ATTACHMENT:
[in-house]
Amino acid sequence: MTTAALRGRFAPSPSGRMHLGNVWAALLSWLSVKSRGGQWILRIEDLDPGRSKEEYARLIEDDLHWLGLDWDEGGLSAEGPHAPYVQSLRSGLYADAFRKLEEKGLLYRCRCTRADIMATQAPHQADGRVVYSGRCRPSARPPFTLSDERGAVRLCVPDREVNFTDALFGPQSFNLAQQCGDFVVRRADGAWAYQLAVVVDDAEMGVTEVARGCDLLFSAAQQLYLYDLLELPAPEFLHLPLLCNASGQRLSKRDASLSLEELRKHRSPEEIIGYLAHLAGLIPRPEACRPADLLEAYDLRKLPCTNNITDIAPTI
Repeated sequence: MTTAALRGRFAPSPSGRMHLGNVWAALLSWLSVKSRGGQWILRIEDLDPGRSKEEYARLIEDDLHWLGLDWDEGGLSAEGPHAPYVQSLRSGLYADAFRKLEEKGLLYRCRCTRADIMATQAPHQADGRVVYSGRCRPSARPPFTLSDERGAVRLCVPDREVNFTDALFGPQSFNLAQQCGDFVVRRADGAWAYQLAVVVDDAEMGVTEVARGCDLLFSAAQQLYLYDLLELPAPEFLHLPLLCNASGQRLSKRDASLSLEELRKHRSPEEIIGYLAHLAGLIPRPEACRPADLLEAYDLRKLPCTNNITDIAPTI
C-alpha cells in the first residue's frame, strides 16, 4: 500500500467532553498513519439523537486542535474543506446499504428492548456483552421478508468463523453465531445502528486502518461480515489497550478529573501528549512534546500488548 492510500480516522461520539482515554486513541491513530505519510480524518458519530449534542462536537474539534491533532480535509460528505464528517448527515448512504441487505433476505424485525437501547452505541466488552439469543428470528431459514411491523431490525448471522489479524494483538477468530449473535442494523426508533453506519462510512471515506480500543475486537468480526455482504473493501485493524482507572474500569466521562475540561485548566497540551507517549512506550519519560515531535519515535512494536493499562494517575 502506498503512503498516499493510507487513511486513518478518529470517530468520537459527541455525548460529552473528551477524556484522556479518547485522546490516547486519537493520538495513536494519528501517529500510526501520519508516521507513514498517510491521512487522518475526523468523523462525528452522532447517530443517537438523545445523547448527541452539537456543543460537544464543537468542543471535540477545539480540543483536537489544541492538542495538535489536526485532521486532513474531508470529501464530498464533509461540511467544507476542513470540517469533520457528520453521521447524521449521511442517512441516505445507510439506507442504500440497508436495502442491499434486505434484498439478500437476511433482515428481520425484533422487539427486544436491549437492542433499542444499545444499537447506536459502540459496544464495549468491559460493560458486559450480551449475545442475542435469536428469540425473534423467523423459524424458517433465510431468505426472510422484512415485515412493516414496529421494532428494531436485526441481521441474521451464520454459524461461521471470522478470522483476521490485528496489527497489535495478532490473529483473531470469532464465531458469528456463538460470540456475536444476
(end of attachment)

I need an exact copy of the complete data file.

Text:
[in-house]
Amino acid sequence: MTTAALRGRFAPSPSGRMHLGNVWAALLSWLSVKSRGGQWILRIEDLDPGRSKEEYARLIEDDLHWLGLDWDEGGLSAEGPHAPYVQSLRSGLYADAFRKLEEKGLLYRCRCTRADIMATQAPHQADGRVVYSGRCRPSARPPFTLSDERGAVRLCVPDREVNFTDALFGPQSFNLAQQCGDFVVRRADGAWAYQLAVVVDDAEMGVTEVARGCDLLFSAAQQLYLYDLLELPAPEFLHLPLLCNASGQRLSKRDASLSLEELRKHRSPEEIIGYLAHLAGLIPRPEACRPADLLEAYDLRKLPCTNNITDIAPTI
Repeated sequence: MTTAALRGRFAPSPSGRMHLGNVWAALLSWLSVKSRGGQWILRIEDLDPGRSKEEYARLIEDDLHWLGLDWDEGGLSAEGPHAPYVQSLRSGLYADAFRKLEEKGLLYRCRCTRADIMATQAPHQADGRVVYSGRCRPSARPPFTLSDERGAVRLCVPDREVNFTDALFGPQSFNLAQQCGDFVVRRADGAWAYQLAVVVDDAEMGVTEVARGCDLLFSAAQQLYLYDLLELPAPEFLHLPLLCNASGQRLSKRDASLSLEELRKHRSPEEIIGYLAHLAGLIPRPEACRPADLLEAYDLRKLPCTNNITDIAPTI
C-alpha cells in the first residue's frame, strides 16, 4: 500500500467532553498513519439523537486542535474543506446499504428492548456483552421478508468463523453465531445502528486502518461480515489497550478529573501528549512534546500488548 492510500480516522461520539482515554486513541491513530505519510480524518458519530449534542462536537474539534491533532480535509460528505464528517448527515448512504441487505433476505424485525437501547452505541466488552439469543428470528431459514411491523431490525448471522489479524494483538477468530449473535442494523426508533453506519462510512471515506480500543475486537468480526455482504473493501485493524482507572474500569466521562475540561485548566497540551507517549512506550519519560515531535519515535512494536493499562494517575 502506498503512503498516499493510507487513511486513518478518529470517530468520537459527541455525548460529552473528551477524556484522556479518547485522546490516547486519537493520538495513536494519528501517529500510526501520519508516521507513514498517510491521512487522518475526523468523523462525528452522532447517530443517537438523545445523547448527541452539537456543543460537544464543537468542543471535540477545539480540543483536537489544541492538542495538535489536526485532521486532513474531508470529501464530498464533509461540511467544507476542513470540517469533520457528520453521521447524521449521511442517512441516505445507510439506507442504500440497508436495502442491499434486505434484498439478500437476511433482515428481520425484533422487539427486544436491549437492542433499542444499545444499537447506536459502540459496544464495549468491559460493560458486559450480551449475545442475542435469536428469540425473534423467523423459524424458517433465510431468505426472510422484512415485515412493516414496529421494532428494531436485526441481521441474521451464520454459524461461521471470522478470522483476521490485528496489527497489535495478532490473529483473531470469532464465531458469528456463538460470540456475536444476